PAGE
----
Tomorrow: Tomorrow, patchy light cloud will continue to push in from the north bringing intermittent clear spells to most of the UK. There is the risk of the odd shower especially in central areas but these will remain light. A dry evening with clear skies for some. Gentle to moderate north-westerly winds
Wednesday: Wednesday will be a mostly cloudy day with patchy light rain or drizzle, heavier in parts of Scotland.
Thursday: Thursday is set to be another cloudy day with showers developing into rain, especially in parts of Scotland. There will be some clear skies, mostly to the west, in the evening and generally dry
Poor spring comes after UK has been stuck in jet stream’s path
The Met Office has suggested that the lack of warm spring sunshine this year is because the UK has been near-constantly in the path of the jet stream – a core of strong winds about five to seven miles above the surface of the Earth which blows from west to east.
This has brought what has been described as a ‘conveyor belt’ of low pressure weather systems.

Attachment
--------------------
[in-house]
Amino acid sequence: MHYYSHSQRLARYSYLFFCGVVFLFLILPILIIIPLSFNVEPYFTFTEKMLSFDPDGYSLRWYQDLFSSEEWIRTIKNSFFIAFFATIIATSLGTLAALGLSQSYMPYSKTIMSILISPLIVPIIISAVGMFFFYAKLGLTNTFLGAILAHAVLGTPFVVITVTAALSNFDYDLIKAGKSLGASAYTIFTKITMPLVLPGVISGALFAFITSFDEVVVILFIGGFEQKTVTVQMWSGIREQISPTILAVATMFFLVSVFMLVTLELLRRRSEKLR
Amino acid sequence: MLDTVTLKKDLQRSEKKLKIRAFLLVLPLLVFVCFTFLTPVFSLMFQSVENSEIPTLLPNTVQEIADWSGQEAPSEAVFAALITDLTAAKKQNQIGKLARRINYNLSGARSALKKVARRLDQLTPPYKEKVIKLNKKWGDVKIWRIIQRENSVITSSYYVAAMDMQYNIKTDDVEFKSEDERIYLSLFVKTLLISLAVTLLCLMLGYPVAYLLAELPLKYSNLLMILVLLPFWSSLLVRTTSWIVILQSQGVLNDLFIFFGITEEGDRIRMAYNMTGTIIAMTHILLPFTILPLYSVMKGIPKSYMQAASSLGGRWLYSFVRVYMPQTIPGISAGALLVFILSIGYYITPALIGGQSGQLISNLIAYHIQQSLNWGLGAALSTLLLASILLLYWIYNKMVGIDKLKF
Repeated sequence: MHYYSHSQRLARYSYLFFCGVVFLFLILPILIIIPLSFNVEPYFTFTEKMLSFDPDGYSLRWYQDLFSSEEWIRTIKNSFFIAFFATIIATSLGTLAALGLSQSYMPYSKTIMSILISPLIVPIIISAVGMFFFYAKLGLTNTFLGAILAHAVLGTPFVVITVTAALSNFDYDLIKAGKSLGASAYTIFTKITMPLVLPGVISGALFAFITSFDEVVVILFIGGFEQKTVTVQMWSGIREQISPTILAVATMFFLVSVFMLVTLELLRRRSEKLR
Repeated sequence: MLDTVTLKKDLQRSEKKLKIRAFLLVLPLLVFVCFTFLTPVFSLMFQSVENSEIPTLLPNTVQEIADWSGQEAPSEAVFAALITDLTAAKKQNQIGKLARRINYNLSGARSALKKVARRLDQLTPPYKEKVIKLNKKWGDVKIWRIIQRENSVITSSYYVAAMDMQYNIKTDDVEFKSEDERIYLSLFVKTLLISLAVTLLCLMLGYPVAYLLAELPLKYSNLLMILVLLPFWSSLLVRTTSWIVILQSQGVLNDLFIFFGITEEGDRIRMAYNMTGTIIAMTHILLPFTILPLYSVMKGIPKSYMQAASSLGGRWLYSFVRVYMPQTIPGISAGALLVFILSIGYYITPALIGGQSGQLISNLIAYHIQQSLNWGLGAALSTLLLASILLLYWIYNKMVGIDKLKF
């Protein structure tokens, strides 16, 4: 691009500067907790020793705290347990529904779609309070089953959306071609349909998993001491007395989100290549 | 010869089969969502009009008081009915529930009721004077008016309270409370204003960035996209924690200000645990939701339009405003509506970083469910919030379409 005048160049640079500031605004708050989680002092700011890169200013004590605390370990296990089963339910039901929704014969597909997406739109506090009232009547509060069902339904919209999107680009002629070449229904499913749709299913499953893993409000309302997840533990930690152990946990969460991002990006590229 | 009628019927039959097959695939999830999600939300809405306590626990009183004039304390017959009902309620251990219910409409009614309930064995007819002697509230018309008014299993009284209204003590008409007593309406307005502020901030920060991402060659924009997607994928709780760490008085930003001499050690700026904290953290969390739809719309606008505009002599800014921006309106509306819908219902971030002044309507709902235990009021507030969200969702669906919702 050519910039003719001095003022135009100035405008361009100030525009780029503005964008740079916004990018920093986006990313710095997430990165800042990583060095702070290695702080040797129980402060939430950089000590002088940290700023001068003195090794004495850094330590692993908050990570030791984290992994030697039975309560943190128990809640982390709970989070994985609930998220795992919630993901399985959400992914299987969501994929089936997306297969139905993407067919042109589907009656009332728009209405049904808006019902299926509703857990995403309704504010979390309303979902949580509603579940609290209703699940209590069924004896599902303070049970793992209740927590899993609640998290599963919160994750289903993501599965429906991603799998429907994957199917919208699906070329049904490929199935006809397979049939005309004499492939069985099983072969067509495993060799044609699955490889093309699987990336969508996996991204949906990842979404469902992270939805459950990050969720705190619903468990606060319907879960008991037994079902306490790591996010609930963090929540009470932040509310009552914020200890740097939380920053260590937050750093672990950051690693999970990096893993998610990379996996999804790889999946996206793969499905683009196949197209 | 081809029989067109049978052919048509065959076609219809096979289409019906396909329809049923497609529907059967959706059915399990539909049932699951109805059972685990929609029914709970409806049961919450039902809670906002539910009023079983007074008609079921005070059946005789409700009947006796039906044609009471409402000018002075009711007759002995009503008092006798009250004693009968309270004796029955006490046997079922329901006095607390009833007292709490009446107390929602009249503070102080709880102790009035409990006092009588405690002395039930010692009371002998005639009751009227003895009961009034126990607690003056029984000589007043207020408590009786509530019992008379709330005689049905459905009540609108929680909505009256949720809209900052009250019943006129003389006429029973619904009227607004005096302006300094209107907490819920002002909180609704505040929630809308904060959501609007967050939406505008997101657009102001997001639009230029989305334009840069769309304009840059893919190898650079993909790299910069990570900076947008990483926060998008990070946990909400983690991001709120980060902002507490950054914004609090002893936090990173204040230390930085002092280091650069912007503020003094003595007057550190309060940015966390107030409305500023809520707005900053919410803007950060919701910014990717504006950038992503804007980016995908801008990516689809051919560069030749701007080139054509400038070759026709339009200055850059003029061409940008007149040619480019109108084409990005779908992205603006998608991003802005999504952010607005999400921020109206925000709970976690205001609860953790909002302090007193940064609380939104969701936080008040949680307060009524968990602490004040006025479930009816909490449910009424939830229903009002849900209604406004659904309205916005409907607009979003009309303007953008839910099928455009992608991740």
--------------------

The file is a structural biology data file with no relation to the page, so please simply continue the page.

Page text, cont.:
The unusual conditions have also been put down to a completely random, ‘natural variation’ of the jet stream – which is also weak this year.
This weakness means there is a great chance of weather systems hitting Britain, because its path is in ‘waves’ rather than a straight line, and therefore cover a bigger area.
Global warming is one suggested cause of this, because the North Pole has been warmer this winter – resulting in a lower temperature variation with the tropics and less energy in the jet stream.
Another reason could be linked to sudden stratospheric warming, where rapid warming occurs high up in the stratosphere.
This phenomenon, which caused the memorable extreme winter weather during the Beast from the East in 2018, can also resulted in less energy in the jet stream, and therefore have the same effect on the UK’s weather.
The low energy of the jet stream has resulted in more rain, lower temperatures and just two named storms during the autumn, winter and spring.
These were Otto in February, named by the Danish Meteorological Institute (DMI) in February; and Noa in April, named by Météo-France. The Met Office has not named a single one so far this year.
This is compared to seven named storms in the 2021/22 season, including three in just one week in February 2022.